Kids, Put Down the Device!

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children-learning-888892_1920You love camping (maybe more specifically, you love your RV, and camping is a great excuse to get out on the road with it!). You love spending time with your family. The problem? Your kids want to play videogames or chat with their friends; they don’t find anything “great” about the great outdoors.

So how do you convince them to give camping a try?


Make it comfortable

Roughing it, at least initially, may be off the table for reluctant campers. However, a fully stocked RV, with portable wireless – that they can only use in the evening – and comfortable beds makes the transition to Outdoor Enthusiast a little easier. Pack their favourite foods and let them bring along a friend. Make the experience feel familiar before you introduce new things.

Lead by example

If you want to get your kids away from their electronics, make sure that you take a break from yours. It is hardly fair to tell your kids to look up from their screens while you are glued to yours. And this doesn’t just apply to camping – set rules about checking emails or answering non-emergency calls when you are with your kids. Let them see you enjoying activities without relying on technology.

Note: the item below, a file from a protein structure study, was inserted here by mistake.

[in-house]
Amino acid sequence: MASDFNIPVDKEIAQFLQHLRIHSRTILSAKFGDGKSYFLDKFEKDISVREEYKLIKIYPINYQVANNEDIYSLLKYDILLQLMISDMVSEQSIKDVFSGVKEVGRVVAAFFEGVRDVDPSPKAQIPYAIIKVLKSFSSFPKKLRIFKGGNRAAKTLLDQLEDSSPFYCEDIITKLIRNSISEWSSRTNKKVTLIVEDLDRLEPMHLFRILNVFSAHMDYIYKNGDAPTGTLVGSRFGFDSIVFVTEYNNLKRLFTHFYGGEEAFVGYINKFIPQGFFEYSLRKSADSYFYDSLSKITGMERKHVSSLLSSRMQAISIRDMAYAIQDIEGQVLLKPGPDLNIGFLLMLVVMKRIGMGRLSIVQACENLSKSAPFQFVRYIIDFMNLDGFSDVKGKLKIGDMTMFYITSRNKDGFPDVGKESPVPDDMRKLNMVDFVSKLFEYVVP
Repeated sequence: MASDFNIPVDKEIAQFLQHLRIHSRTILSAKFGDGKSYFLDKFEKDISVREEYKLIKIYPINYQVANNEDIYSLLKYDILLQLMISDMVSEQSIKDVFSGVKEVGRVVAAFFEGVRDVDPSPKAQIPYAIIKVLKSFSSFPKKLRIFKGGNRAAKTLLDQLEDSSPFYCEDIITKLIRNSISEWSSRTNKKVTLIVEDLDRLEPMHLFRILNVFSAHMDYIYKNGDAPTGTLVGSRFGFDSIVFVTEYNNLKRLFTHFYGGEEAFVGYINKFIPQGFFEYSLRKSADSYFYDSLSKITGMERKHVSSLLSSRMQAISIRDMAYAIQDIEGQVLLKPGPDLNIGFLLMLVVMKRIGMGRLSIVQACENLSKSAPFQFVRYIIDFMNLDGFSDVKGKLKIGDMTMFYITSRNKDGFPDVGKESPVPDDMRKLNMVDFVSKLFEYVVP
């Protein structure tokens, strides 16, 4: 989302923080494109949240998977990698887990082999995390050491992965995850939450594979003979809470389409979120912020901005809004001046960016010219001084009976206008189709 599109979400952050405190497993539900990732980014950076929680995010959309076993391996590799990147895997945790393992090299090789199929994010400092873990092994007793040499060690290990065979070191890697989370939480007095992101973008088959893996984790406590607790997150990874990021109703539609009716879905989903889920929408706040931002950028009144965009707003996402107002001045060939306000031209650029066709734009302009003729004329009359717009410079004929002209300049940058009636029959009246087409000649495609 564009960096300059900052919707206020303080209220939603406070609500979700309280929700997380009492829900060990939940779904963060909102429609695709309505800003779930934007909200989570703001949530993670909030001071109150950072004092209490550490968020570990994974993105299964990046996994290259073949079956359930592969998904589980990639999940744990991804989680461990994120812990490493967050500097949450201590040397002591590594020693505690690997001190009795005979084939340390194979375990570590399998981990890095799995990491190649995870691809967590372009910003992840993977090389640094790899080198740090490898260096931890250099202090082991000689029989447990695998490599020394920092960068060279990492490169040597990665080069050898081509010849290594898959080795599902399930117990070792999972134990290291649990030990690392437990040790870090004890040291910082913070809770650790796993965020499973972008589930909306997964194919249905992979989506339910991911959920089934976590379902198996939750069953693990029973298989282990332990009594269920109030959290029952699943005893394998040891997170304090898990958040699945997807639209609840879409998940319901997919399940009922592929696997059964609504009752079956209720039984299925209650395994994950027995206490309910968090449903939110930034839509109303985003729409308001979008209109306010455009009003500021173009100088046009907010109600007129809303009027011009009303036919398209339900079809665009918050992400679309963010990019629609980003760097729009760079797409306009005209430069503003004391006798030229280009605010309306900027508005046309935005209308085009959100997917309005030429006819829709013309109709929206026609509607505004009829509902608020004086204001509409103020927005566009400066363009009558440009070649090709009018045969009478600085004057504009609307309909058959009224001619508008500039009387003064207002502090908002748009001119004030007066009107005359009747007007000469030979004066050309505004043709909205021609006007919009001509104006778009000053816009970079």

Learn from your kid’s favourite game

If you are having a problem encouraging your child to take a break from a favourite game, talk to them about what they like about that game and try to integrate that into an outdoor experience. If they like games involving building, teach them to build a fire or an emergency shelter. If they like games that involve exploring new territories and gathering resources, you can design scavenger hunts to get them to explore the outdoors. Your kid is satisfying a curiosity or an interest with their video games; nurture that curiosity with the outdoors.

Bring them outside at night.

Sign up for Aurora alerts, where you get notifications when the likelihood of Northern Lights is high. Take your kids somewhere, like Elk Island Park (where there is a Dark Sky Preserve), to show them the wonder of the Aurora Borealis. On nights where there are no dancing lights, you can still see the constellations, so there is never really a bad time to go. Or, bring some flashlights and glowsticks and let them explore the neighbourhood in the dark, a time when kids are usually told to be home. Encourage them to have fun outside, and camping will feel more enticing.

Join clubs that encourage exploring the outdoors.

At a certain age, peers tend to influence kids more than parents. For this reason, it is great to get your children involved with other children who love the outdoors. Nature Kids, Girl Guides or Boy Scouts are all options for clubs that will help your kids not only make friends with other children, but with nature as well.

Getting children to engage in nature might take some work initially, but will pay off with more camping, more RVing, and more family time. What could be better than that?

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